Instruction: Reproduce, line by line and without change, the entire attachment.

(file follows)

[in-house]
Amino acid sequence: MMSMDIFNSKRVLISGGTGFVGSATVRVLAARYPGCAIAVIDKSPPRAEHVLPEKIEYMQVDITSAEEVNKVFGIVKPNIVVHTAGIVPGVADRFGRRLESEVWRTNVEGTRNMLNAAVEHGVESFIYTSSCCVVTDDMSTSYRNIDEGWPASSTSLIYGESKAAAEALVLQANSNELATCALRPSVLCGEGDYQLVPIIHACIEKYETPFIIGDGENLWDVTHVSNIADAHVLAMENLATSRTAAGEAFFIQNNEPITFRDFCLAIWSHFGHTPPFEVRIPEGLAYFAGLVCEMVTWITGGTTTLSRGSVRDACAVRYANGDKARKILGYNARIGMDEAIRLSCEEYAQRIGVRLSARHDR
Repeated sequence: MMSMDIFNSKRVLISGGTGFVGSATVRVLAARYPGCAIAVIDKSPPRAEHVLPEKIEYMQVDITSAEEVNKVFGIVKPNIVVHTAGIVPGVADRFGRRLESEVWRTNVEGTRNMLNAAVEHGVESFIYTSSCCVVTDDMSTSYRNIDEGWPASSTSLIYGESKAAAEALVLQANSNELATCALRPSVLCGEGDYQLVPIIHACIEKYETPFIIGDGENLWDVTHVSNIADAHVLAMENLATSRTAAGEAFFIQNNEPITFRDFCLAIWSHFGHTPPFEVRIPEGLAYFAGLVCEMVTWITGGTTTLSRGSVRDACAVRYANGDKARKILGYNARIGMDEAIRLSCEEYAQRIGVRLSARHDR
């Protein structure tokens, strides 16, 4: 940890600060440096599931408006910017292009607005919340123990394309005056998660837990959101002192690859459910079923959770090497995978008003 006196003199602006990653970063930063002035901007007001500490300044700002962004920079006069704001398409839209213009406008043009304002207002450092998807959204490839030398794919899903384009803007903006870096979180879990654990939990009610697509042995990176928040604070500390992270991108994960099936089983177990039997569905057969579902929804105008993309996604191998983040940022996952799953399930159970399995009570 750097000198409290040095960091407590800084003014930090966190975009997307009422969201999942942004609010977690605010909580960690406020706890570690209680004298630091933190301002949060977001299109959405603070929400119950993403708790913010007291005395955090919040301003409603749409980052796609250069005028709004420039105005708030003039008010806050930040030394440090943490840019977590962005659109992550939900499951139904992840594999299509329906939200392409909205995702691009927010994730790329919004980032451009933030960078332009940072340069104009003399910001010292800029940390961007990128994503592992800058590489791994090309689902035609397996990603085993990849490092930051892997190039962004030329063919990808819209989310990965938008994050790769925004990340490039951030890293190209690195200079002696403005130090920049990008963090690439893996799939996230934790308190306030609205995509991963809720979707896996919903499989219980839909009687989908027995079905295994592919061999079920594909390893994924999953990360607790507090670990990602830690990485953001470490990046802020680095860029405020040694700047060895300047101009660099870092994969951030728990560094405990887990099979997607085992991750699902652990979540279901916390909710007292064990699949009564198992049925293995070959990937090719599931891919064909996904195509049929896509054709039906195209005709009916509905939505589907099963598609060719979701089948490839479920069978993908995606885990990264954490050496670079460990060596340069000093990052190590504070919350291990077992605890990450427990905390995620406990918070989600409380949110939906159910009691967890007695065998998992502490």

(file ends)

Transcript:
[in-house]
Amino acid sequence: MMSMDIFNSKRVLISGGTGFVGSATVRVLAARYPGCAIAVIDKSPPRAEHVLPEKIEYMQVDITSAEEVNKVFGIVKPNIVVHTAGIVPGVADRFGRRLESEVWRTNVEGTRNMLNAAVEHGVESFIYTSSCCVVTDDMSTSYRNIDEGWPASSTSLIYGESKAAAEALVLQANSNELATCALRPSVLCGEGDYQLVPIIHACIEKYETPFIIGDGENLWDVTHVSNIADAHVLAMENLATSRTAAGEAFFIQNNEPITFRDFCLAIWSHFGHTPPFEVRIPEGLAYFAGLVCEMVTWITGGTTTLSRGSVRDACAVRYANGDKARKILGYNARIGMDEAIRLSCEEYAQRIGVRLSARHDR
Repeated sequence: MMSMDIFNSKRVLISGGTGFVGSATVRVLAARYPGCAIAVIDKSPPRAEHVLPEKIEYMQVDITSAEEVNKVFGIVKPNIVVHTAGIVPGVADRFGRRLESEVWRTNVEGTRNMLNAAVEHGVESFIYTSSCCVVTDDMSTSYRNIDEGWPASSTSLIYGESKAAAEALVLQANSNELATCALRPSVLCGEGDYQLVPIIHACIEKYETPFIIGDGENLWDVTHVSNIADAHVLAMENLATSRTAAGEAFFIQNNEPITFRDFCLAIWSHFGHTPPFEVRIPEGLAYFAGLVCEMVTWITGGTTTLSRGSVRDACAVRYANGDKARKILGYNARIGMDEAIRLSCEEYAQRIGVRLSARHDR
């Protein structure tokens, strides 16, 4: 940890600060440096599931408006910017292009607005919340123990394309005056998660837990959101002192690859459910079923959770090497995978008003 006196003199602006990653970063930063002035901007007001500490300044700002962004920079006069704001398409839209213009406008043009304002207002450092998807959204490839030398794919899903384009803007903006870096979180879990654990939990009610697509042995990176928040604070500390992270991108994960099936089983177990039997569905057969579902929804105008993309996604191998983040940022996952799953399930159970399995009570 750097000198409290040095960091407590800084003014930090966190975009997307009422969201999942942004609010977690605010909580960690406020706890570690209680004298630091933190301002949060977001299109959405603070929400119950993403708790913010007291005395955090919040301003409603749409980052796609250069005028709004420039105005708030003039008010806050930040030394440090943490840019977590962005659109992550939900499951139904992840594999299509329906939200392409909205995702691009927010994730790329919004980032451009933030960078332009940072340069104009003399910001010292800029940390961007990128994503592992800058590489791994090309689902035609397996990603085993990849490092930051892997190039962004030329063919990808819209989310990965938008994050790769925004990340490039951030890293190209690195200079002696403005130090920049990008963090690439893996799939996230934790308190306030609205995509991963809720979707896996919903499989219980839909009687989908027995079905295994592919061999079920594909390893994924999953990360607790507090670990990602830690990485953001470490990046802020680095860029405020040694700047060895300047101009660099870092994969951030728990560094405990887990099979997607085992991750699902652990979540279901916390909710007292064990699949009564198992049925293995070959990937090719599931891919064909996904195509049929896509054709039906195209005709009916509905939505589907099963598609060719979701089948490839479920069978993908995606885990990264954490050496670079460990060596340069000093990052190590504070919350291990077992605890990450427990905390995620406990918070989600409380949110939906159910009691967890007695065998998992502490």